Iowa faces big shortfall on highway needs

Revenue in question as costs continue to rise

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Iowa has a shortfall of $215 million to meet the state’s most critical public roadway needs, according to a December 2011 Road Use Tax Fund Study prepared for the Iowa Legislature by the Iowa Department of Transportation.

Critical needs include pavement and bridge preservation on Iowa’s interstate system, key roads for industry and farming and major city streets.

Iowa has 114,153 miles of primary, secondary and municipal roads, with much of the system built or modernized in the 1940s, 1950s and 1960s, the DOT reported. The condition of Iowa’s roads compared to other states was in the bottom half for rural and urban areas, according to a study of 2008 data from the Reason Foundation included in the DOT report.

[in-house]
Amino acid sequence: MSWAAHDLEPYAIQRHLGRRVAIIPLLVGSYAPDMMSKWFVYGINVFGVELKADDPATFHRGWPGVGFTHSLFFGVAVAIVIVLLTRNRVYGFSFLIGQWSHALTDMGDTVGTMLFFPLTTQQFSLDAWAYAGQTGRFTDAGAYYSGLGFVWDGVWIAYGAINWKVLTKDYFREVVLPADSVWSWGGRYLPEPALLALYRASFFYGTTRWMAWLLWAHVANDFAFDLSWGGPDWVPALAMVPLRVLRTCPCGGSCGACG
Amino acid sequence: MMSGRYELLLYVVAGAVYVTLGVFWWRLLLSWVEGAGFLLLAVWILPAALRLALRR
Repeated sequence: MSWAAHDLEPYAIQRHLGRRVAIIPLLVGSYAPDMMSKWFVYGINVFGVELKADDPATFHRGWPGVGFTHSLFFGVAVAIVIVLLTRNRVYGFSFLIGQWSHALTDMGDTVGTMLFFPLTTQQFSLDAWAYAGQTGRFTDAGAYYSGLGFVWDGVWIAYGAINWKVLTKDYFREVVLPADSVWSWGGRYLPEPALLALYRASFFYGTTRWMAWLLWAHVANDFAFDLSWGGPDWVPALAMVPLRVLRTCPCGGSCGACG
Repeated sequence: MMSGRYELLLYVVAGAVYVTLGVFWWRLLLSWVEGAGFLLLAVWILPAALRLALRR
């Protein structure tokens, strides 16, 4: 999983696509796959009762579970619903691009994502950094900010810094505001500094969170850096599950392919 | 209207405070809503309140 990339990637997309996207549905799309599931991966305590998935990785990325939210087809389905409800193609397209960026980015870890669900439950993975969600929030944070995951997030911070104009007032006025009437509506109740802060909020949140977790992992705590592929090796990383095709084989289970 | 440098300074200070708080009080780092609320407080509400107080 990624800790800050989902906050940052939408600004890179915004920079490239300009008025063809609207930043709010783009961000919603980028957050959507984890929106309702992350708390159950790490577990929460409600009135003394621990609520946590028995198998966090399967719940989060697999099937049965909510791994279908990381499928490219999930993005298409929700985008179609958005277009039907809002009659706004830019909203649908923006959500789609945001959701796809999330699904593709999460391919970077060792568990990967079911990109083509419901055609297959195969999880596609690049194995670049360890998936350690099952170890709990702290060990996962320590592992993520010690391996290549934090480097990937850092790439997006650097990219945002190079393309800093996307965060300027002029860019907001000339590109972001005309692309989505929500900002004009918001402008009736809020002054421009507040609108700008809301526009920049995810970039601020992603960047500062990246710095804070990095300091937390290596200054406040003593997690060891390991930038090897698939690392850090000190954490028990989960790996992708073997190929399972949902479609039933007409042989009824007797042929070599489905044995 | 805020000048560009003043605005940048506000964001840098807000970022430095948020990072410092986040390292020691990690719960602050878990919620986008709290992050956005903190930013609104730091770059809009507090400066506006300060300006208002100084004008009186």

While highway needs continue to mount, revenue streams are in question, said Stuart Anderson, director of the IDOT’s Planning, Programming and Modal Division. Local revenue has been flat, and federal funds unstable. The DOT also faces unknowns, such as whether increased use of hybrid vehicles will reduce the money the DOT gets from the fuel user fee.

“The total of all needs that exist or will exist on the system in the next 20 years far exceeds forecast revenue,” Anderson said.

The DOT has about $80 million budgeted for each of the next four years for “new” construction that includes segments on new alignment or additional lanes to primary roads for economic development, Anderson said. These types of projects include the Mount Vernon-Lisbon Highway 30 bypass and Highway 100 extension.

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